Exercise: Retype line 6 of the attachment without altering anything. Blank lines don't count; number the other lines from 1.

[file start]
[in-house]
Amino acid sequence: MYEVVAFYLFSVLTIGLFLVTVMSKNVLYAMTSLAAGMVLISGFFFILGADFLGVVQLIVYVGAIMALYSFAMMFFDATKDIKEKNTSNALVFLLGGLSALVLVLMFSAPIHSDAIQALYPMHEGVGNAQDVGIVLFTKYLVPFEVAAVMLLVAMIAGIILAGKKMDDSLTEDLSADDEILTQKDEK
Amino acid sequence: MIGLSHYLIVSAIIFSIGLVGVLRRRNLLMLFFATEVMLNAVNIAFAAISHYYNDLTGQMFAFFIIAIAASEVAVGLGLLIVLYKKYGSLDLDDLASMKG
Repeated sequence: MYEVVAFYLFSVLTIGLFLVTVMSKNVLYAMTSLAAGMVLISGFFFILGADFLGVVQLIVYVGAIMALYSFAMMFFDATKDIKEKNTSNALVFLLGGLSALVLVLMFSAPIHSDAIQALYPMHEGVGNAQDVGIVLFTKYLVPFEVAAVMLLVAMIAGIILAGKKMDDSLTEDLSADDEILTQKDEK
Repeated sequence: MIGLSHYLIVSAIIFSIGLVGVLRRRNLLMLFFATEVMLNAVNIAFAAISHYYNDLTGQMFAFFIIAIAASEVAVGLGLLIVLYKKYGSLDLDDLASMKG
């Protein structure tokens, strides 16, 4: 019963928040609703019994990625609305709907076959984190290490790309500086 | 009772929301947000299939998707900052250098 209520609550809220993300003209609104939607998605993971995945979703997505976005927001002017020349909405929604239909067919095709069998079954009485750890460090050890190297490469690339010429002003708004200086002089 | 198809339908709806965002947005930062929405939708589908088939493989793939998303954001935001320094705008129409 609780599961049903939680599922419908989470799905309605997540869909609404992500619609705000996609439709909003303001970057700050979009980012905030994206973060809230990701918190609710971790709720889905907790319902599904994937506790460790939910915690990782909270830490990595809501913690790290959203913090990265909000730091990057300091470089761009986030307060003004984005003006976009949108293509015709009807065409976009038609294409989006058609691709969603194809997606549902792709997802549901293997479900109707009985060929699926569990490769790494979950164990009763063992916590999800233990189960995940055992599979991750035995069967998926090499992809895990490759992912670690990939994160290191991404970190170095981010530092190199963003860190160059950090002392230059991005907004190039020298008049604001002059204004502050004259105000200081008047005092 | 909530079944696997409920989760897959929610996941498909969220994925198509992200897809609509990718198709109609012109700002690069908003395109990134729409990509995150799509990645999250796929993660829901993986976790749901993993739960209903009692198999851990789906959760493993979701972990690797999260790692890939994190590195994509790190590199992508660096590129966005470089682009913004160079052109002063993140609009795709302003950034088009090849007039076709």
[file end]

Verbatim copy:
């Protein structure tokens, strides 16, 4: 019963928040609703019994990625609305709907076959984190290490790309500086 | 009772929301947000299939998707900052250098 209520609550809220993300003209609104939607998605993971995945979703997505976005927001002017020349909405929604239909067919095709069998079954009485750890460090050890190297490469690339010429002003708004200086002089 | 198809339908709806965002947005930062929405939708589908088939493989793939998303954001935001320094705008129409 609780599961049903939680599922419908989470799905309605997540869909609404992500619609705000996609439709909003303001970057700050979009980012905030994206973060809230990701918190609710971790709720889905907790319902599904994937506790460790939910915690990782909270830490990595809501913690790290959203913090990265909000730091990057300091470089761009986030307060003004984005003006976009949108293509015709009807065409976009038609294409989006058609691709969603194809997606549902792709997802549901293997479900109707009985060929699926569990490769790494979950164990009763063992916590999800233990189960995940055992599979991750035995069967998926090499992809895990490759992912670690990939994160290191991404970190170095981010530092190199963003860190160059950090002392230059991005907004190039020298008049604001002059204004502050004259105000200081008047005092 | 909530079944696997409920989760897959929610996941498909969220994925198509992200897809609509990718198709109609012109700002690069908003395109990134729409990509995150799509990645999250796929993660829901993986976790749901993993739960209903009692198999851990789906959760493993979701972990690797999260790692890939994190590195994509790190590199992508660096590129966005470089682009913004160079052109002063993140609009795709302003950034088009090849007039076709």